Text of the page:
In a series of diary entries, the unnamed Jewish narrator details a cruel prank he participated in when he was younger that left the only Catholic student at his elite Jewish school terribly injured. He examines the episode from different angles and tries to understand it within the context of his family history: his father has Alzheimer’s and obsessively records every memory that comes to mind, and his grandfather was an Auschwitz survivor who wrote his own diary but never once mentioned his experiences during the Holocaust.
Personal reflection and heartfelt consideration of the place history holds in our lives lead to a poignant and hopeful resolution to one man’s struggles with what he inherits from his father and grandfather.
Contains mature content. You may want to preview before reading aloud.
Teaching the Book
How do you navigate the stories your family creates for itself? How do those stories interact with those we make for ourselves and with history? Diary of the Fall is a meditation on the intersection of family and history that provides students with the opportunity to analyze Jewish identity in the 21st century and the role of history in shaping personal narratives.
Theme Focus: Identity; History vs. Personal Life
Comprehension Focus: Narrative Structure
Language Focus: Evocative Adjectives
Get Ready to Read
Preview and Predict: Discuss with students the title and cover of the book. Consider these questions:
1. Do you think the book will have chapters, or will it be written like a personal diary, with dates for separate sections?2. What does the man on the cover of the book make you think of?
Brainstorming: Have the students read the book jacket description. Ask the students what they know about the Holocaust. How do they know it—did they learn it from school or from family and friends? Ask the students to think about the difference between knowing about something from being taught about it and knowing about something from personal experience.
Explain to the students that the author uses adjectives that eloquently describe the ideas he explores. These adjectives help to pierce through the narrator’s confusion so the narrative can come to a conclusive understanding. The following list contains some of these words.
Ask students to write down what they think the following words mean as they come upon them. Afterwards, have them look up the words and write down their definitions. Have students compare their own definitions with the ones the dictionary provides and decide which one they think applies better and why.
1. condemnatory (p.13)
2. abstract (p. 13)
3. banal (p. 31)
4. inexplicable (p. 64)
5. vulnerable (p. 71)
6. profound (p. 103)
7. systematic (p. 120)
8. ethnic (p. 157)
9. symbolic (p. 201)
10. gratuitous (p. 224)
Using Vocabulary: Ask students to refer to the definitions they wrote for the above words to answer the following questions.
1. What abstract moral is the narrator referring to on page 13?
2. What about the narrator’s grandfather’s actions is inexplicable?
3. Who else, beside the narrator’s father on page 71, is shown to be vulnerable?
4. Do you think the novel’s structure is systematic in the way the narrator describes on page 120?
5. What is the difference between how the word gratuitous is used on page 186 and how it is used on page 224?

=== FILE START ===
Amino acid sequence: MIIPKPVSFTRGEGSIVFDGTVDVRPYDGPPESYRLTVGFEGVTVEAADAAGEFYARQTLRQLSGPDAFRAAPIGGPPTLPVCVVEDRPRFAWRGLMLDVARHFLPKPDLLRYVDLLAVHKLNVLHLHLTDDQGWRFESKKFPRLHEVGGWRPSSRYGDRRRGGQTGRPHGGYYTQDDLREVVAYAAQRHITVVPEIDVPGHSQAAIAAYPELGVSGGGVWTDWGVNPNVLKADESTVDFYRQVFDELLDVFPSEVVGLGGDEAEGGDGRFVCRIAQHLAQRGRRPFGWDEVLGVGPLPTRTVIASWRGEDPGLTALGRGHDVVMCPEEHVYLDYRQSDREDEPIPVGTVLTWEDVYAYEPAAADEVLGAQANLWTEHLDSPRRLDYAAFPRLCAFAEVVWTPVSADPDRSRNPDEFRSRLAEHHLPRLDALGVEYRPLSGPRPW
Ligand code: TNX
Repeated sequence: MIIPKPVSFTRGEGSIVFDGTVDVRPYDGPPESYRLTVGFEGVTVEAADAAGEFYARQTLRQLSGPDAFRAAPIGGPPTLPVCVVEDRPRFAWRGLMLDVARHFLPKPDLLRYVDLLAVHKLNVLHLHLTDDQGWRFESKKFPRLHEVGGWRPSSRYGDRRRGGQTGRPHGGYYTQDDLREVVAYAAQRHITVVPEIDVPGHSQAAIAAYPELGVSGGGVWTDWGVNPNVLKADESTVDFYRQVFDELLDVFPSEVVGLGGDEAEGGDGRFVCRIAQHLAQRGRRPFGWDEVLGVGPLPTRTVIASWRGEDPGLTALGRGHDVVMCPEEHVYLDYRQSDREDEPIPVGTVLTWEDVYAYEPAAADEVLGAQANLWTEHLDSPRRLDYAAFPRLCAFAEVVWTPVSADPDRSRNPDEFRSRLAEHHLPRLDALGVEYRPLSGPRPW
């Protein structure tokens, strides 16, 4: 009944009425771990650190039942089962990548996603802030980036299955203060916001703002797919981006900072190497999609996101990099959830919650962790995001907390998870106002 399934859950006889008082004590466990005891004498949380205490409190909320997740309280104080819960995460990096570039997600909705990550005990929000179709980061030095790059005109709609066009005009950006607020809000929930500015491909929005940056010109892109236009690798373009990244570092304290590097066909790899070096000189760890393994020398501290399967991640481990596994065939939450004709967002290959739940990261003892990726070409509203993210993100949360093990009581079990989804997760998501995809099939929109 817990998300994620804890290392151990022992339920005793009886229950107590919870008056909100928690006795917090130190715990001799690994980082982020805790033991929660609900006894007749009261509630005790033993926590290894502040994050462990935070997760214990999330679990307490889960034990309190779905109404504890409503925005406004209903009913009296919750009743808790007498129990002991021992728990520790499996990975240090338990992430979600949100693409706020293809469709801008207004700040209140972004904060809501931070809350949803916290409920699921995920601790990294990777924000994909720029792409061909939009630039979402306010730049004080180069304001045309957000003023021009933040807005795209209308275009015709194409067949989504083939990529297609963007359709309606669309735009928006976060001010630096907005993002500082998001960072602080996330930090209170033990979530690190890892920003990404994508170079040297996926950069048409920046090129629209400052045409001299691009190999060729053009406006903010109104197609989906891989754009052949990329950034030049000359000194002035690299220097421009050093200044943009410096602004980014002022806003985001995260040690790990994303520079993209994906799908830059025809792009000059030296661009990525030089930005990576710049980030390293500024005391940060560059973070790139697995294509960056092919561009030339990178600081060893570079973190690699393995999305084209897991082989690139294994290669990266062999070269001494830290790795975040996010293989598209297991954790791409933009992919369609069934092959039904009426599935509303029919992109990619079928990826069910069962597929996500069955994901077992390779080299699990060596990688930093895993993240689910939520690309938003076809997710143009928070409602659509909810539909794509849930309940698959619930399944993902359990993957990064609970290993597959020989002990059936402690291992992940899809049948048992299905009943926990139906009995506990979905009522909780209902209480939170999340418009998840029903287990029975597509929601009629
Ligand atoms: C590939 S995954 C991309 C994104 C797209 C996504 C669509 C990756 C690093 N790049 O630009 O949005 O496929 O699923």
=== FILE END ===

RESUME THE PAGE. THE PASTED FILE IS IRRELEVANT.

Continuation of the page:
As You Read
Reading the Book:
Modeled Reading: Read aloud from the first few pages of the book. Ask students to consider the length and cadence of the sentences, and why the author chose to write in such a way. When they read on their own ask them to consider the difference in how they read the sentences.
Textual Analysis: Ask students to keep this question in mind as they read the book, and to point to sentences or passages from the book to support their answer: Do you think the novel says anything definitive about the nature of cruelty?
Narrative Structure: Ask students to make a graph showing the grandfather’s actions, the father’s actions, and the narrator’s actions, and how the three are interrelated.
After You Read
On Narrative Structure: What is the purpose of repetition in the novel? (See “hygiene,” pp 39, 111, 142; “Auschwitz,” pp 143, 150–151; “a repetition of what I did on his birthday,” p 176; “because that would be a reminder of what I was capable of doing to him over and over again,” p 177; “the nonviability of human experience at all times and in all places,” pp 205, 215, 217.)
On History vs Personal Life: What is “the fall” that the title of the novel references? Does it manifest in more than one way? Does “the fall” seem to have the same effect on João that it has on the narrator? Is there more than one character who suffers through a “fall”?
Have the students choose one of the evocative adjectives from the above list and use it tin a one-paragraph review of the book.
Content Area Connections
History: Have students research the history of the Jewish diaspora after WWII, with a focus on migration to South America.
Language Arts: Have students write a 500 word diary imitating Laub’s writing style.
Arts: Have students create a new cover for the book.
Compare and Contrast: The novel is intertextual, in that it directly references other books that speak about the Holocaust and Holocaust survivors. Ask students to consider how the book compares to other books they’ve read about the Holocaust, and how Diary of the Fall has added to or changed their knowledge about it. Remind them about the pre-reading brainstorming activity they completed where they thought about what they knew about the Holocaust.
About the Author
Michel Laub was born in Porto Alegre and currently lives in São Paulo, Brazil. He is a writer, a journalist, and the author of five novels. Diary of the Fall is his first to be published in English, and has won the Brasilia Award and the Bravo!/Bradesco Prize. Laub was named one of Granta’s twenty Best Young Brazilian Novelists in 2012.